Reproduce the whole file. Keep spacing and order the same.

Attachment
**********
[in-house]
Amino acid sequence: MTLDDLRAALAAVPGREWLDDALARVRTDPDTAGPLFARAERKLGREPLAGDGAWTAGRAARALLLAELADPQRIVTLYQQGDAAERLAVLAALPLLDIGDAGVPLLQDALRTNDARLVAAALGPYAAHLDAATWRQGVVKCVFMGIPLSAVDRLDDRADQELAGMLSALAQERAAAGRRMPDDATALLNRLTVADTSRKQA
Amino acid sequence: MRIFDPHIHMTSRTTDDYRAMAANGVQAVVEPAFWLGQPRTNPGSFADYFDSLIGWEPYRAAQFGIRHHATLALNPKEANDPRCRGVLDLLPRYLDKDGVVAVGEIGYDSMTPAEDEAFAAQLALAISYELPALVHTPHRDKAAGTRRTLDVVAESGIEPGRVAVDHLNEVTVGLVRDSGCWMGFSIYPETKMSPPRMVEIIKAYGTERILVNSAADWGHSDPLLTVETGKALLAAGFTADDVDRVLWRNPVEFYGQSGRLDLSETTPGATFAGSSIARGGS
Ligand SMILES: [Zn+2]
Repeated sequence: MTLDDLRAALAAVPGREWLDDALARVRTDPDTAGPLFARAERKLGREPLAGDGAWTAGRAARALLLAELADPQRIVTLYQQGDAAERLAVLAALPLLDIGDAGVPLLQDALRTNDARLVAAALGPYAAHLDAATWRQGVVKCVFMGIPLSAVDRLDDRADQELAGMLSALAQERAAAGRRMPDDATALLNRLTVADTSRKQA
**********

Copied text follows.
[in-house]
Amino acid sequence: MTLDDLRAALAAVPGREWLDDALARVRTDPDTAGPLFARAERKLGREPLAGDGAWTAGRAARALLLAELADPQRIVTLYQQGDAAERLAVLAALPLLDIGDAGVPLLQDALRTNDARLVAAALGPYAAHLDAATWRQGVVKCVFMGIPLSAVDRLDDRADQELAGMLSALAQERAAAGRRMPDDATALLNRLTVADTSRKQA
Amino acid sequence: MRIFDPHIHMTSRTTDDYRAMAANGVQAVVEPAFWLGQPRTNPGSFADYFDSLIGWEPYRAAQFGIRHHATLALNPKEANDPRCRGVLDLLPRYLDKDGVVAVGEIGYDSMTPAEDEAFAAQLALAISYELPALVHTPHRDKAAGTRRTLDVVAESGIEPGRVAVDHLNEVTVGLVRDSGCWMGFSIYPETKMSPPRMVEIIKAYGTERILVNSAADWGHSDPLLTVETGKALLAAGFTADDVDRVLWRNPVEFYGQSGRLDLSETTPGATFAGSSIARGGS
Ligand SMILES: [Zn+2]
Repeated sequence: MTLDDLRAALAAVPGREWLDDALARVRTDPDTAGPLFARAERKLGREPLAGDGAWTAGRAARALLLAELADPQRIVTLYQQGDAAERLAVLAALPLLDIGDAGVPLLQDALRTNDARLVAAALGPYAAHLDAATWRQGVVKCVFMGIPLSAVDRLDDRADQELAGMLSALAQERAAAGRRMPDDATALLNRLTVADTSRKQA